Sens. Rand Paul (R-Ky.) and Cory Booker (D-N.J.), last seen collaborating to stop the federal government from interfering with states that have legalized medical marijuana, are back working together. This time the two of them aim for criminal justice reform that reduces the misery the system is able to inflict on juveniles and low-level criminals. It's called the REDEEM Act ("REDEEM" stands for the not at all awkward acronym "Record Expungement Designed to Enhance Employment"). Here's how Paul's office describes what the legislation does:
· Offers adults way to seal non-violent criminal records: Presents the first broad-based federal path to the sealing of criminal records for adults. Non-violent offenders will be able to petition a court and make their case. Furthermore, employers requesting FBI background checks will get only relevant and accurate information—thereby protecting job applicants—because of provisions to improve the background check system.
· Incentivizes states to increase the age of criminal responsibility to 18-years-old: Currently 10 states have set the original jurisdiction of adult criminal courts below 18-years-old. This sends countless kids into the unforgiving adult criminal system. The REDEEM Act incentivizes states to change that by offering preference to Community Oriented Policing Services (COPS) grant applications for those that have set or older 18 as the age of original jurisdiction for adult criminal courts.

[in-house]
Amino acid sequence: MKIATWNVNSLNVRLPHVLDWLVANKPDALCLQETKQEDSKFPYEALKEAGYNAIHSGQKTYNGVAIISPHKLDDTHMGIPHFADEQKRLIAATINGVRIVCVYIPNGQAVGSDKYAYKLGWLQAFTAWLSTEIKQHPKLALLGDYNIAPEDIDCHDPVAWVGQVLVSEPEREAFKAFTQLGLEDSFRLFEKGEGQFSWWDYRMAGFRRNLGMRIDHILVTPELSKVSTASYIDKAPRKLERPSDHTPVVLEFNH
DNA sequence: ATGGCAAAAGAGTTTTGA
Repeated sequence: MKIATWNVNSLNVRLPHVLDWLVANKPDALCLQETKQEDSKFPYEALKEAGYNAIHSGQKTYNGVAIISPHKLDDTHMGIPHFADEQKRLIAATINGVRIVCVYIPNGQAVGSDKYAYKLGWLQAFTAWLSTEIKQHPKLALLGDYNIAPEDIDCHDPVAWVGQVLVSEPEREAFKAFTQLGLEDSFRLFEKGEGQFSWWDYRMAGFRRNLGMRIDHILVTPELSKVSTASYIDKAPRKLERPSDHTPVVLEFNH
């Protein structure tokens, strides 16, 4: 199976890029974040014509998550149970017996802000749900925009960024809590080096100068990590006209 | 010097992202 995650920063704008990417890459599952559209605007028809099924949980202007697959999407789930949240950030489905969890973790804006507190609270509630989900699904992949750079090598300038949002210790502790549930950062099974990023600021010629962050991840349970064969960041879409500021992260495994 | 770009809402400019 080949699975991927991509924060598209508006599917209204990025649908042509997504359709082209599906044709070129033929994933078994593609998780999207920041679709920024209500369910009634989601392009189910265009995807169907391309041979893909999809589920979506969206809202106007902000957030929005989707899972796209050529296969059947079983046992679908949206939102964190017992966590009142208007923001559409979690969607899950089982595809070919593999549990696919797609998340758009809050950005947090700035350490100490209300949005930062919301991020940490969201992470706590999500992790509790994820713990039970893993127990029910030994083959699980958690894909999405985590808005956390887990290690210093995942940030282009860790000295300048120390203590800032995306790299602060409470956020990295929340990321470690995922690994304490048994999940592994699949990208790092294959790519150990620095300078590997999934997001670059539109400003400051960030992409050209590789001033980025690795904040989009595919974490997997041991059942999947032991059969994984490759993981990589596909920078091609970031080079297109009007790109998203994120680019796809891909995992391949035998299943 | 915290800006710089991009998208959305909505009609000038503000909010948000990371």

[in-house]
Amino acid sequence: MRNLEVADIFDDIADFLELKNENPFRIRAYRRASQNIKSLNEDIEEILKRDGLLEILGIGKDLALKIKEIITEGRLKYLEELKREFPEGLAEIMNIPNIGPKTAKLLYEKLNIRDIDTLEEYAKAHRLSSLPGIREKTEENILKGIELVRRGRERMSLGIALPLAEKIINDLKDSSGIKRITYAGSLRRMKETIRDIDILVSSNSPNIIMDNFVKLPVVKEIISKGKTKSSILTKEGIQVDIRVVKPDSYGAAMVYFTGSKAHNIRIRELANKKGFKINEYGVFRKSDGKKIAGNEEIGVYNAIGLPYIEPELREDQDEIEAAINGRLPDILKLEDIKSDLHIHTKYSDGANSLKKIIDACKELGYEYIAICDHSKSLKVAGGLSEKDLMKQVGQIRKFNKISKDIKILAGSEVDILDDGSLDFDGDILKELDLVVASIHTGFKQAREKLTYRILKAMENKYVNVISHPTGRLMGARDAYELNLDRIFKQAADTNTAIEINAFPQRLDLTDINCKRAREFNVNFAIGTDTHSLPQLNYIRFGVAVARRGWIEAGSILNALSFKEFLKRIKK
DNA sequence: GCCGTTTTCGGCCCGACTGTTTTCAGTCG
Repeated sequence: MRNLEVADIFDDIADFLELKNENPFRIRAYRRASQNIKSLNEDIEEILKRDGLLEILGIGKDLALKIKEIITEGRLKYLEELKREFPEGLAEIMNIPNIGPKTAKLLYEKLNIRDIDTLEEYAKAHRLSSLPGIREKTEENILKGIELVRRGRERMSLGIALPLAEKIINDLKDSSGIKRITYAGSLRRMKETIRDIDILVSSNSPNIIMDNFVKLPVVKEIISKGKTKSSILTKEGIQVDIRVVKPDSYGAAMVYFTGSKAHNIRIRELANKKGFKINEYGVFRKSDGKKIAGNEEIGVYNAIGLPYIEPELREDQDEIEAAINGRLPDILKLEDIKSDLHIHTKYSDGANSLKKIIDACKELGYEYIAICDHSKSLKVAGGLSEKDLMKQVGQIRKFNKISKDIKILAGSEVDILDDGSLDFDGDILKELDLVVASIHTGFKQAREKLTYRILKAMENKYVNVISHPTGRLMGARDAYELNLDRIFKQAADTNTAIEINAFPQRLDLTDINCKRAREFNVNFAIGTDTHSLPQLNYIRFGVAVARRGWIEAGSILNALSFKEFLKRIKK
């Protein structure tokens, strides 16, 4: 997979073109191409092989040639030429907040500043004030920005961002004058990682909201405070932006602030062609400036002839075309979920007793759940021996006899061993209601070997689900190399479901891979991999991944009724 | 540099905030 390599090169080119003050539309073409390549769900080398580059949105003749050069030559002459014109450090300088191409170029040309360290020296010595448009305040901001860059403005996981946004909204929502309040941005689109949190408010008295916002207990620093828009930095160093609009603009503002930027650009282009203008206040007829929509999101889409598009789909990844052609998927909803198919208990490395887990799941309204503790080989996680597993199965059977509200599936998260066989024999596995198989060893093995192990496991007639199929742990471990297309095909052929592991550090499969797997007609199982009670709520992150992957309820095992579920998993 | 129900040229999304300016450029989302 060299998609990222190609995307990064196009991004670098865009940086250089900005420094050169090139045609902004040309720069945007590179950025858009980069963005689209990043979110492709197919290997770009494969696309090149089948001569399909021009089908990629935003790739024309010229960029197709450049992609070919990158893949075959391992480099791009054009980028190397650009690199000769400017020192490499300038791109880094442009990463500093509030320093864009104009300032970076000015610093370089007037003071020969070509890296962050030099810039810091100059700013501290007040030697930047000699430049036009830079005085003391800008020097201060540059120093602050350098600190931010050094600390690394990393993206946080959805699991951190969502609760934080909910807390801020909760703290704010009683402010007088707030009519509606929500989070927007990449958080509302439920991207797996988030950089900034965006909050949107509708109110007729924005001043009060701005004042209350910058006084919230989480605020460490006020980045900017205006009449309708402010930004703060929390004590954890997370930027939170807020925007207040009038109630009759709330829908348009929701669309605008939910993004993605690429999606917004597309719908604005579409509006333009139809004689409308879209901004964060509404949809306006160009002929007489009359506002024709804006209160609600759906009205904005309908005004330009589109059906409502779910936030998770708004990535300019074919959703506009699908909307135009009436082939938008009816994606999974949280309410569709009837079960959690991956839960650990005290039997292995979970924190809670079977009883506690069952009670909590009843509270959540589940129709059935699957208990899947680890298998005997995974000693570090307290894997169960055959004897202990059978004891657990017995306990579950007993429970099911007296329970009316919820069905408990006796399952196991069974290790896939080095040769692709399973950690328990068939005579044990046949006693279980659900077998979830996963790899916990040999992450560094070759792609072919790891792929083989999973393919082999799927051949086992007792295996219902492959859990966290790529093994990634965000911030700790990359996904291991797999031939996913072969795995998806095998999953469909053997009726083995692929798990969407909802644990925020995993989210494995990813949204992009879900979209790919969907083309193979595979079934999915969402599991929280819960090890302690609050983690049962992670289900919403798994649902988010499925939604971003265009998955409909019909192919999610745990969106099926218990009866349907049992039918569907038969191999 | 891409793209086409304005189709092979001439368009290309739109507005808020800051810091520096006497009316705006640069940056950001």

· Allows for sealing and expungement of juvenile records: Provides for automatic expungement of records for kids who commit non-violent crimes before they turn 15 and automatic sealing of records for those who commit non-violent crimes after they turn 15 years old.
·Restricts use of juvenile solitary confinement: Ends the cruel and counterproductive practice of solitary confinement except in the most extreme circumstances in which it is necessary to protect a juvenile detainee or those around them.
· Lifts ban on SNAP and TANF benefits for low-level drug offenders: The REDEEM Act restores access to benefits for those who have served their time for use, possession, and distribution crimes provided their offense was rationally related to a substance abuse disorder and they have enrolled in a treatment program.
Yes, that's right; a Republican pushing to restore food stamp access to drug offenders. Tell us again what a crazy, radical Paul is (though the demand that these folks enroll in a drug treatment program is unfortunate rehab service cronyism/rent-seeking).
The first item on the list could very well be inspired by some pushes to ban criminal background checks. But rather than controlling what information employers may ask candidates, Paul and Booker instead are looking to control what information the government may release, a much smarter option less likely to lead to lawyers sniffing around businesses looking for easy lawsuits or the government presuming to tell private employers what information they may or may not consider when hiring somebody.